Over the years, antibiotic use in pig production has resulted in a subpopulation of MRSA resistant not only to methicillin, but also to several other antimicrobials [14,15,16,17], and a positive association between antibiotic use in pig farming and MRSA resistance levels has been demonstrated [18]. Increasing levels of antimicrobial resistance of LA-MRSA in pig farms, both in terms of a higher proportion of resistant isolates and a broader range of antimicrobials which are no longer effective against LA-MRSA, are concerning. Recent studies reported high levels of MDR in LA-MRSA isolates from pigs [19,20,21]. However, to date, LA-MRSA isolates from pigs remain susceptible to critically important antimicrobials (CIA) such as teicoplanin, linezolid, vancomycin, rifampicin and mupirocin [19,20].
Duration and intensity of direct contact with animals and the number of positive animals in farms have been linked with colonization and infection of humans with LA-MRSA CC398 [22,23,24,25]. Because LA-MRSA CC398 survives well in farm dust, environmental contamination could contribute to its dissemination [26]. Previous longitudinal studies have shown that pigs in a MRSA-positive herd are only transiently colonized and can change MRSA status several times during the production cycle [27]. Both pig age and farm management practices affect the colonization rates in pigs [27,28]. By investigating the impact of these two factors on the occurrence of MRSA in pig farms, more targeted control measures could be implemented to prevent MRSA transmission. Working with certain age groups of pigs has been identified as a risk factor for MRSA colonization in farm workers [29]. Most previous longitudinal studies on MRSA occurrence in pigs have not determined MRSA status at the level of individual animal and have rarely included farms of different sizes and farm management practices.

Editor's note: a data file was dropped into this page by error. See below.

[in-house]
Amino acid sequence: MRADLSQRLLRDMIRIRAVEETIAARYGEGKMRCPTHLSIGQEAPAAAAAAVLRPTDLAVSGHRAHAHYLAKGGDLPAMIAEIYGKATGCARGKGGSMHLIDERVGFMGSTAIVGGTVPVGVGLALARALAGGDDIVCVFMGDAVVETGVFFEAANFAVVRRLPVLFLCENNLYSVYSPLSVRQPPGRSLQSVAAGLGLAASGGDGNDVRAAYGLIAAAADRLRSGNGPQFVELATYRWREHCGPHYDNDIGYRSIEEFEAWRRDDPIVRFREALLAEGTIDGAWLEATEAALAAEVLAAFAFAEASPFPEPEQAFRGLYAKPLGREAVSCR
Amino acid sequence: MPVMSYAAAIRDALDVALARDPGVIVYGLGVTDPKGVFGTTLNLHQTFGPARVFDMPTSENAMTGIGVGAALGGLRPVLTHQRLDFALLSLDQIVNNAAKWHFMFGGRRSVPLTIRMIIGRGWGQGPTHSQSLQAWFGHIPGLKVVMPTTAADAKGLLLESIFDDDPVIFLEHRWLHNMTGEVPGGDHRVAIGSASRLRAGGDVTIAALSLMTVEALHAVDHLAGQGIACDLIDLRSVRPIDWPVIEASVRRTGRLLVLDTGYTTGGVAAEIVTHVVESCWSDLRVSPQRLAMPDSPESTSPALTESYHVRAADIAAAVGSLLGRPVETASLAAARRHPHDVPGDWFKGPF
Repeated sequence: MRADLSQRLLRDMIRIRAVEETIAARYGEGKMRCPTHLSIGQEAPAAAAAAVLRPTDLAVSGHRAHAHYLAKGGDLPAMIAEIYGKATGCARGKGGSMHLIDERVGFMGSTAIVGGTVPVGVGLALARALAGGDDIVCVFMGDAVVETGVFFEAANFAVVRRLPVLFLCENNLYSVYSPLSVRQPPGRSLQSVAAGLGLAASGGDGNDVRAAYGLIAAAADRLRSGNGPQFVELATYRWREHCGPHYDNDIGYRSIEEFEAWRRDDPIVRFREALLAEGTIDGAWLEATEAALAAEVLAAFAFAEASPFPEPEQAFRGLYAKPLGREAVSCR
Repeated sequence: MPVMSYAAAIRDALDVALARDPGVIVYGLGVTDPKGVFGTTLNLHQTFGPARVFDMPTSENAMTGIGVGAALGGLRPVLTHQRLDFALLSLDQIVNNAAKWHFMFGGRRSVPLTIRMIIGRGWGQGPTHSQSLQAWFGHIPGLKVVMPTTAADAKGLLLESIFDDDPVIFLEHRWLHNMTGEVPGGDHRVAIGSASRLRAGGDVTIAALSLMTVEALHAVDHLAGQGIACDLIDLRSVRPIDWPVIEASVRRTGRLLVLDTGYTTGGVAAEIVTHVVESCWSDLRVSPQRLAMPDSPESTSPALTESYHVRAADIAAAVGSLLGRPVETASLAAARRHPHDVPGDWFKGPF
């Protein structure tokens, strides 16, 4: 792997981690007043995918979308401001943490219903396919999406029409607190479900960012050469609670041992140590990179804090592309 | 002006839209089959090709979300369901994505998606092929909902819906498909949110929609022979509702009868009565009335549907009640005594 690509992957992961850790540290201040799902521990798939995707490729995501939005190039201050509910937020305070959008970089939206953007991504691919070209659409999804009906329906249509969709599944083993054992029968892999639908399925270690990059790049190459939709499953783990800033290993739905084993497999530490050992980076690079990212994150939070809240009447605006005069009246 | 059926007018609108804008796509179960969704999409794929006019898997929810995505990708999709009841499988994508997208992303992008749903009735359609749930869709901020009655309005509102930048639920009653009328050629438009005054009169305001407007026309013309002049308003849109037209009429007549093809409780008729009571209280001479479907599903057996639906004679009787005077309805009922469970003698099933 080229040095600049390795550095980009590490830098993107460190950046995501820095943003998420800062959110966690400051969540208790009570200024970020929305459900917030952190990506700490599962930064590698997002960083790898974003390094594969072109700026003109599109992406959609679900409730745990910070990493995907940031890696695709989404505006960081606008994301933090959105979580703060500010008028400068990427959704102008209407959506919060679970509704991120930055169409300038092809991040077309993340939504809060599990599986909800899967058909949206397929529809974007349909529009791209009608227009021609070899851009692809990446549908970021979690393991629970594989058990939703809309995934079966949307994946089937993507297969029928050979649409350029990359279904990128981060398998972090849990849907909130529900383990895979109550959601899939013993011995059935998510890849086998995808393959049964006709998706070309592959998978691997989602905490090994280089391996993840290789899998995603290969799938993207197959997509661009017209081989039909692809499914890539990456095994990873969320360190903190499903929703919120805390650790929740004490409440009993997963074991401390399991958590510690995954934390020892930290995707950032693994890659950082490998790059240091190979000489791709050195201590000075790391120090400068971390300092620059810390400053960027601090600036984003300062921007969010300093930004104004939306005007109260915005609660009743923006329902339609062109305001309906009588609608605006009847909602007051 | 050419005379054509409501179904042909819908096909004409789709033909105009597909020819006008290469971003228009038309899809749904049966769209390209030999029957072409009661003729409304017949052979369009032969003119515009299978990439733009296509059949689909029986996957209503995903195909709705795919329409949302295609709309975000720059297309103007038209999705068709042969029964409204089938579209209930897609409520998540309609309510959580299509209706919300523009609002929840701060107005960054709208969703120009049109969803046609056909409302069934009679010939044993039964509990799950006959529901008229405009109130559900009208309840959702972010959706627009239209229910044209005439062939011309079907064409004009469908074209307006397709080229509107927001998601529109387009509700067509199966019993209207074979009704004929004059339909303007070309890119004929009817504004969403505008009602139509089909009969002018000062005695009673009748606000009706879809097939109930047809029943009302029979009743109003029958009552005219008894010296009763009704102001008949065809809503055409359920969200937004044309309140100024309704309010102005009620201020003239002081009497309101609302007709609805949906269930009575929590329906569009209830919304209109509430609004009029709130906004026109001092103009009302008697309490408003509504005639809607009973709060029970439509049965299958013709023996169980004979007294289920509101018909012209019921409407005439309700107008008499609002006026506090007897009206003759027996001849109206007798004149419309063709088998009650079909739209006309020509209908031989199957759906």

Until the present study, investigations on LA-MRSA in Slovenia were limited in number. The European Food Safety Authority (EFSA) baseline study conducted in 2008 [6,8] reported a 7% prevalence in different Slovenian pig production holdings. Another study investigated links between animals and humans in a few small livestock holdings [11]. Herein, we describe a longitudinal study on the occurrence of LA-MRSA in two pig farms: a large holding with intensive pig production and a smaller family-run farm. The aim of the study was to (i) evaluate the dynamics of MRSA colonization in both sows and pigs of different age categories over several months and (ii) assess antimicrobial susceptibility and molecular characteristics (mecA, mecC and PVL-encoding genes and spa type) of MRSA isolates from the studied pig farms.

2. Results

2.1. MRSA Prevalence and Molecular Characteristics